Page created: 6 Nov 2019 |
Page updated: 25 Mar 2020
The debug log provides a means of obtaining information that can be used for troubleshooting problems but is not necessary or desirable to have available while the server is functioning normally. As a result, the debug log is disabled by default, but it can be enabled and configured at any time.
Some of the most notable configuration properties for the debug log publisher include:
- enabled – Indicates whether debug logging is enabled. By default, it is disabled.
- log-file – Specifies the path to the file to be written. By default, debug messages are written to the logs/debug file.
- default-debug-level – Specifies the minimum log level for debug messages that should be written. The default value is “error,” which only provides information about errors that occur during processing (for example, exception stack traces). Other supported debug levels include warning, info, and verbose. Note that unlike error log severities, the debug log levels are hierarchical. Configuring a specified debug level enables any debugging at any higher levels. For example, configuring the info debug level automatically enables the warning and error levels.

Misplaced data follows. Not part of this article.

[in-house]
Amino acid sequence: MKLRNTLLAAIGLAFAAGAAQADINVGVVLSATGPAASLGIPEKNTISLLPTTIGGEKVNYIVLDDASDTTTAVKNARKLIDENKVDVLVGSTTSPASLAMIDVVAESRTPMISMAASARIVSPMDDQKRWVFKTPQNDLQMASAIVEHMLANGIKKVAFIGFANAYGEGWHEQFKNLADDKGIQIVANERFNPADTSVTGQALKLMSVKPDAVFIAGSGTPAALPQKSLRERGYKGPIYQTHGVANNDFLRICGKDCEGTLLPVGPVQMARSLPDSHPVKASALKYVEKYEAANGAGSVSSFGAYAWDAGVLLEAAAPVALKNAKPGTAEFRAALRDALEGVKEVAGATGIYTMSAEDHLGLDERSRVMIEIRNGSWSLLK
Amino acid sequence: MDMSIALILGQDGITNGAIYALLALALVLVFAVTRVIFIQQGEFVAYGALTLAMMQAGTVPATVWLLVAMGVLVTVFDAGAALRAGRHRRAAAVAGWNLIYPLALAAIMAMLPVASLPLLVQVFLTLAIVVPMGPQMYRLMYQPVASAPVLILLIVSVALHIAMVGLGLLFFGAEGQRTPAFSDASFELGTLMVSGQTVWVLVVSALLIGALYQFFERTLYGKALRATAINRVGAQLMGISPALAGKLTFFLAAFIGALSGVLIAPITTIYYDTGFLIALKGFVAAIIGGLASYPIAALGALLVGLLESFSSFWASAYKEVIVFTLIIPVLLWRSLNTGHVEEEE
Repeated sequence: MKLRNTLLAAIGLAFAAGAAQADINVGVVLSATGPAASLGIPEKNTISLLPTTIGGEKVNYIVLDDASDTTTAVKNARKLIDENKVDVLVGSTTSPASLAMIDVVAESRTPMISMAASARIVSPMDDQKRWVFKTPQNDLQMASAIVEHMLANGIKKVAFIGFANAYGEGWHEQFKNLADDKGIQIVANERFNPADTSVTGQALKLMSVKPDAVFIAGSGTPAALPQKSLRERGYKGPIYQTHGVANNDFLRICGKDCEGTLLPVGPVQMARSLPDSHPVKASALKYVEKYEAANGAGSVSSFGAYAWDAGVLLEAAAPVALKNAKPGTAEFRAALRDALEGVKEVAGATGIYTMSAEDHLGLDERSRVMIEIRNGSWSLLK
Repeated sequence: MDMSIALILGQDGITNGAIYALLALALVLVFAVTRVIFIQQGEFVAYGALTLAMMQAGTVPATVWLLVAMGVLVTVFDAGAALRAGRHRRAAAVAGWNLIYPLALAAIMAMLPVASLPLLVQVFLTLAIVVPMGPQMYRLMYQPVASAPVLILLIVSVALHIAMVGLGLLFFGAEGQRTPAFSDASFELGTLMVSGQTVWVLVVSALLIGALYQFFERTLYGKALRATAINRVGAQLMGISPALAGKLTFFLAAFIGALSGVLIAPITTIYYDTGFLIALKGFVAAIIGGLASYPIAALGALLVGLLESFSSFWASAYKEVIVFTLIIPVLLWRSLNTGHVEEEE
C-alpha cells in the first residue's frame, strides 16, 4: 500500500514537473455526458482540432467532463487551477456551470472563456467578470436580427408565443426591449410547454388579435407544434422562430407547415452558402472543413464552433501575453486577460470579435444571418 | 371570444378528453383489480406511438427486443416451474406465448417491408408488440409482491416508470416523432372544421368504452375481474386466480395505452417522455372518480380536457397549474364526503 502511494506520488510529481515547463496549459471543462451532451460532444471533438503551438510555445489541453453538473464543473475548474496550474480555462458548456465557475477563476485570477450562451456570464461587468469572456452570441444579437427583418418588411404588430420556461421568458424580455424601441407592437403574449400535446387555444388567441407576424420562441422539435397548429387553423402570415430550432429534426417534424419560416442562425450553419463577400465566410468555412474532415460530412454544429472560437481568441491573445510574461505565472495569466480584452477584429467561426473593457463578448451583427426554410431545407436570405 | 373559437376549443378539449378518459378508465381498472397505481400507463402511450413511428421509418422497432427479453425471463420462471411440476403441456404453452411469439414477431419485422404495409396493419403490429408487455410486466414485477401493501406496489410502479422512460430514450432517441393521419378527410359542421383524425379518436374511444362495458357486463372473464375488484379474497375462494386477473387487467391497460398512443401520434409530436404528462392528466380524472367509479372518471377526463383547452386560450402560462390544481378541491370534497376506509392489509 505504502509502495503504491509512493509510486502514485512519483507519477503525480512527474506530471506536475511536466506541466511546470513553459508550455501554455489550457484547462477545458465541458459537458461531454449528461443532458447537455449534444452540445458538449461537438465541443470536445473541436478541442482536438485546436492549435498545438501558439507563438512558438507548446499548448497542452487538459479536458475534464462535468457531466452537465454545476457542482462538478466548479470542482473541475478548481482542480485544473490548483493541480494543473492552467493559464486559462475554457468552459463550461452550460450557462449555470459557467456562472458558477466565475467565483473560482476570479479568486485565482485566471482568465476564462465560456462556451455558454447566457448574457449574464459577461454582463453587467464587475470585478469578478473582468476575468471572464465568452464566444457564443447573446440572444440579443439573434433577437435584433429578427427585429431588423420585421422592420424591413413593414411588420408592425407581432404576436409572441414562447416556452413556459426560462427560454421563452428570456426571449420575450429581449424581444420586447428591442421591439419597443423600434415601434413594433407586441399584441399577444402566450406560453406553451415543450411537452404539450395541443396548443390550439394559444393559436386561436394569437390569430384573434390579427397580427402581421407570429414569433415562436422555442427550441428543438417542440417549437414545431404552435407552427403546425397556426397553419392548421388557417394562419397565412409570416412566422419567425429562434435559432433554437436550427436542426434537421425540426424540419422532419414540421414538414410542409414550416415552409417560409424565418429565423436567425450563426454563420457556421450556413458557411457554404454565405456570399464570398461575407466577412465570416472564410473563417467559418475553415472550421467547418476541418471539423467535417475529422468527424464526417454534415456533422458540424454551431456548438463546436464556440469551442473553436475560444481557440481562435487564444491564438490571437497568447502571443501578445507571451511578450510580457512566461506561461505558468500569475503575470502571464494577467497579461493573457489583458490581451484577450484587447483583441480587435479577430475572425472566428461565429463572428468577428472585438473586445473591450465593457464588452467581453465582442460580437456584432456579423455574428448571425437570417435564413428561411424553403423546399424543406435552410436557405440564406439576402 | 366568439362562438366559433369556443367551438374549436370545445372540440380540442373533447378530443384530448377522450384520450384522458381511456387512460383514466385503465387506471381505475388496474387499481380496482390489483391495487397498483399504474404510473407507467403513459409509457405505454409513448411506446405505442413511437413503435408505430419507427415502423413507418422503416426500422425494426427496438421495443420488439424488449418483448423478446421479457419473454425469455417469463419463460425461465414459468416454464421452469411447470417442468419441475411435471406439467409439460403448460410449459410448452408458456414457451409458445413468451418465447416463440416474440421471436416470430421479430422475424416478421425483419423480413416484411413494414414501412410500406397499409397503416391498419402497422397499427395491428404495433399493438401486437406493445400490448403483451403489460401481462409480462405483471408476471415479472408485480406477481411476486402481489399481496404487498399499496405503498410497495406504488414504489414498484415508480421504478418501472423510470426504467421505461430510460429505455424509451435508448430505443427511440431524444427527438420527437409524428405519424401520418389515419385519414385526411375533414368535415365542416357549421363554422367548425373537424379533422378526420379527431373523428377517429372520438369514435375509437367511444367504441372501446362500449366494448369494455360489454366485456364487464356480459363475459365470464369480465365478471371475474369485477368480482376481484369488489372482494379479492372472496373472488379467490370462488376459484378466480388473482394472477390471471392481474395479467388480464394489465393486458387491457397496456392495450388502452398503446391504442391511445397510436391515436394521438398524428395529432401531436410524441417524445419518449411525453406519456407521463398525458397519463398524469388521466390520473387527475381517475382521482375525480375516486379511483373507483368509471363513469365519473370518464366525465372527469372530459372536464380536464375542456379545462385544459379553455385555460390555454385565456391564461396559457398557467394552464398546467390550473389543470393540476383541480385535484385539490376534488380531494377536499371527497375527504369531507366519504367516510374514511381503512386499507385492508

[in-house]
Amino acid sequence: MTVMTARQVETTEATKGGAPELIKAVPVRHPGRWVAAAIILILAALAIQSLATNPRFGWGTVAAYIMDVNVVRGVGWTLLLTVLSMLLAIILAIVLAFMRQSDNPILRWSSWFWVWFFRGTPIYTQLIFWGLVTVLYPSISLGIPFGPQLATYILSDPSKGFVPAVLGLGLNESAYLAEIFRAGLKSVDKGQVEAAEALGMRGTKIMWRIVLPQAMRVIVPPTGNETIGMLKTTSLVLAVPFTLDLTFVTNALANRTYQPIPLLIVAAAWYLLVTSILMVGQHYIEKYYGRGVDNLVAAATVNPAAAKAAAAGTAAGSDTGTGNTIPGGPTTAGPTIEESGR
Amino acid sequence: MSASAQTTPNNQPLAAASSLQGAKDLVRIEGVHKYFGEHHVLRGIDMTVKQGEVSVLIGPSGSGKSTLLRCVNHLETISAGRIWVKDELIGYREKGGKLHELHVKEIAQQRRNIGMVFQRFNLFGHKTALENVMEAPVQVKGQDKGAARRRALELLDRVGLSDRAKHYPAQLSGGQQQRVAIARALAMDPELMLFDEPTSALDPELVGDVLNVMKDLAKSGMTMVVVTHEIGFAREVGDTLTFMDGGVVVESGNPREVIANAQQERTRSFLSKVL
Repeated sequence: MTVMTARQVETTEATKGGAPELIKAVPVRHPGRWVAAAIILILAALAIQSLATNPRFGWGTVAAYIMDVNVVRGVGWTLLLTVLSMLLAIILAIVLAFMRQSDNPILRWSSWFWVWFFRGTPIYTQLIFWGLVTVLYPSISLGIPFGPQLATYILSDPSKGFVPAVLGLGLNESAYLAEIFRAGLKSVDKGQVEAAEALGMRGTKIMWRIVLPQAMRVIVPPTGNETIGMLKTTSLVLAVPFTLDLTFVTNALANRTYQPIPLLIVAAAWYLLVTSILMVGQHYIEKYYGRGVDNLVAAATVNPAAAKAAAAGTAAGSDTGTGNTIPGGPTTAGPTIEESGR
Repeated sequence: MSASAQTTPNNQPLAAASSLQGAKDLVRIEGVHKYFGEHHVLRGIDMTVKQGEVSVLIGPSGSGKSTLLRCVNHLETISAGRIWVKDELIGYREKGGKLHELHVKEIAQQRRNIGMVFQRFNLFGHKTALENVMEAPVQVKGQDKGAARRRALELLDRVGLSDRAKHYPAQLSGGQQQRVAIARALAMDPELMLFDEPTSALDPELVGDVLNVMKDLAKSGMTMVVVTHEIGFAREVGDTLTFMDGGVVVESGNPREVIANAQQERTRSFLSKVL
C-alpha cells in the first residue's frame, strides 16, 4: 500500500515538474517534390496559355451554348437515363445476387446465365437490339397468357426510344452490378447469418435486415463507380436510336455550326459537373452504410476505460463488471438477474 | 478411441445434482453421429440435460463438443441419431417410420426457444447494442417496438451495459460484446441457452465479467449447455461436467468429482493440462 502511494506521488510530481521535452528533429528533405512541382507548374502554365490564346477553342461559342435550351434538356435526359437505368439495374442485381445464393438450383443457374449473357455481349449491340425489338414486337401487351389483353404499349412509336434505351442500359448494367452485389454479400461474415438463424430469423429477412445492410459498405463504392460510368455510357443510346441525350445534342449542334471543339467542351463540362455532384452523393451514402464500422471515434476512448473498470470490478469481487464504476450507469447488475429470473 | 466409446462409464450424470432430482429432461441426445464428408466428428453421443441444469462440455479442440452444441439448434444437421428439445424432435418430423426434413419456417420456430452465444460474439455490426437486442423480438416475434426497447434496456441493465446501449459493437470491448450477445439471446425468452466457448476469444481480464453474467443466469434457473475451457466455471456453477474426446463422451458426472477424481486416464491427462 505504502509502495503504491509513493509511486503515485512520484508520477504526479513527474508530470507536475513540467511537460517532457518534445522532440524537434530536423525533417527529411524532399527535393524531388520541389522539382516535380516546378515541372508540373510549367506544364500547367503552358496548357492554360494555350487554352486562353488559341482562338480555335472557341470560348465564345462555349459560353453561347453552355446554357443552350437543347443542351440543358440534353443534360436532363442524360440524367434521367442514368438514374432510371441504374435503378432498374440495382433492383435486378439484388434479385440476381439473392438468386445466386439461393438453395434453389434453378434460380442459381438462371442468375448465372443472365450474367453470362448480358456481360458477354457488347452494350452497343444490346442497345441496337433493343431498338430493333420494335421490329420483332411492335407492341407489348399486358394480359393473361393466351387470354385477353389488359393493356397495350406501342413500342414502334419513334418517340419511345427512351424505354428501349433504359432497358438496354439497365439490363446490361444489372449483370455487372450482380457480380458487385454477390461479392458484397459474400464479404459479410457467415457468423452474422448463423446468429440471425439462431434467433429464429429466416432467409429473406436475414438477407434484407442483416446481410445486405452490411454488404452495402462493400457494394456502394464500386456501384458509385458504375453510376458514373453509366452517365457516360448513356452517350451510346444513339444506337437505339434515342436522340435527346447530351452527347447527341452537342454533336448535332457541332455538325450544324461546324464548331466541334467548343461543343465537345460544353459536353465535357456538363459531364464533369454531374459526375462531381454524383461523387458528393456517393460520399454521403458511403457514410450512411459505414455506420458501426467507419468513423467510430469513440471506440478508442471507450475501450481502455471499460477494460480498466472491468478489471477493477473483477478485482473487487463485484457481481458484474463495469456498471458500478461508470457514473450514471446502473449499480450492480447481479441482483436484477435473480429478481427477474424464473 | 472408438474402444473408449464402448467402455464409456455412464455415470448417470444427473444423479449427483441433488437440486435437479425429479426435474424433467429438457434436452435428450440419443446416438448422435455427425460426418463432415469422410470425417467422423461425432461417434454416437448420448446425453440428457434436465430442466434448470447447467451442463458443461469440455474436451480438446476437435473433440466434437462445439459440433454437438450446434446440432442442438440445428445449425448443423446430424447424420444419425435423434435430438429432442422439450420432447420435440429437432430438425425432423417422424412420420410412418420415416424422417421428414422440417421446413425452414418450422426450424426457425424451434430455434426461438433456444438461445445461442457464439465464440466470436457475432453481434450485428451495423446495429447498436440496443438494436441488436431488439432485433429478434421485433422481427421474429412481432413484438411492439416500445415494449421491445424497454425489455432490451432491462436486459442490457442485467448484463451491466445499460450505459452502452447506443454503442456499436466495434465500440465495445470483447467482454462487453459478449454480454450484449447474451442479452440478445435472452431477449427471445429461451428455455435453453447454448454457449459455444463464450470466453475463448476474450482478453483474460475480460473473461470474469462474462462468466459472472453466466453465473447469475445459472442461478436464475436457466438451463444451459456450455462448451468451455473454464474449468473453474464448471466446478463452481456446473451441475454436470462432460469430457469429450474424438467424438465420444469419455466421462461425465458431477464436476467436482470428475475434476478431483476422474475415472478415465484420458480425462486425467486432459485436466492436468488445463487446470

- default-debug-category – Specifies the categories for debug messages that should be written. Some of the most useful categories include caught (provides information and stack traces for any exceptions caught during processing), database-access (provides information about operations performed in the underlying database), protocol (provides information about ASN.1 and LDAP communication performed by the server), and data (provides information about raw data read from or written to clients).
As with the error and access logs, multiple debug loggers can be active in the server at any time with different configurations and log files to help isolate information that might be relevant to a particular problem.
Note: Enabling one or more debug loggers can have a significant impact on server performance. We recommend that debug loggers be enabled only when necessary, and then be scoped so that only pertinent debug information is recorded.
Debug targets can be used to further pare down the set of messages generated. For example, you can specify that the debug logs be generated only within a specific class or package. If you need to enable the debug logger, you should work with your authorized support provider to best configure the debug target and interpret the output.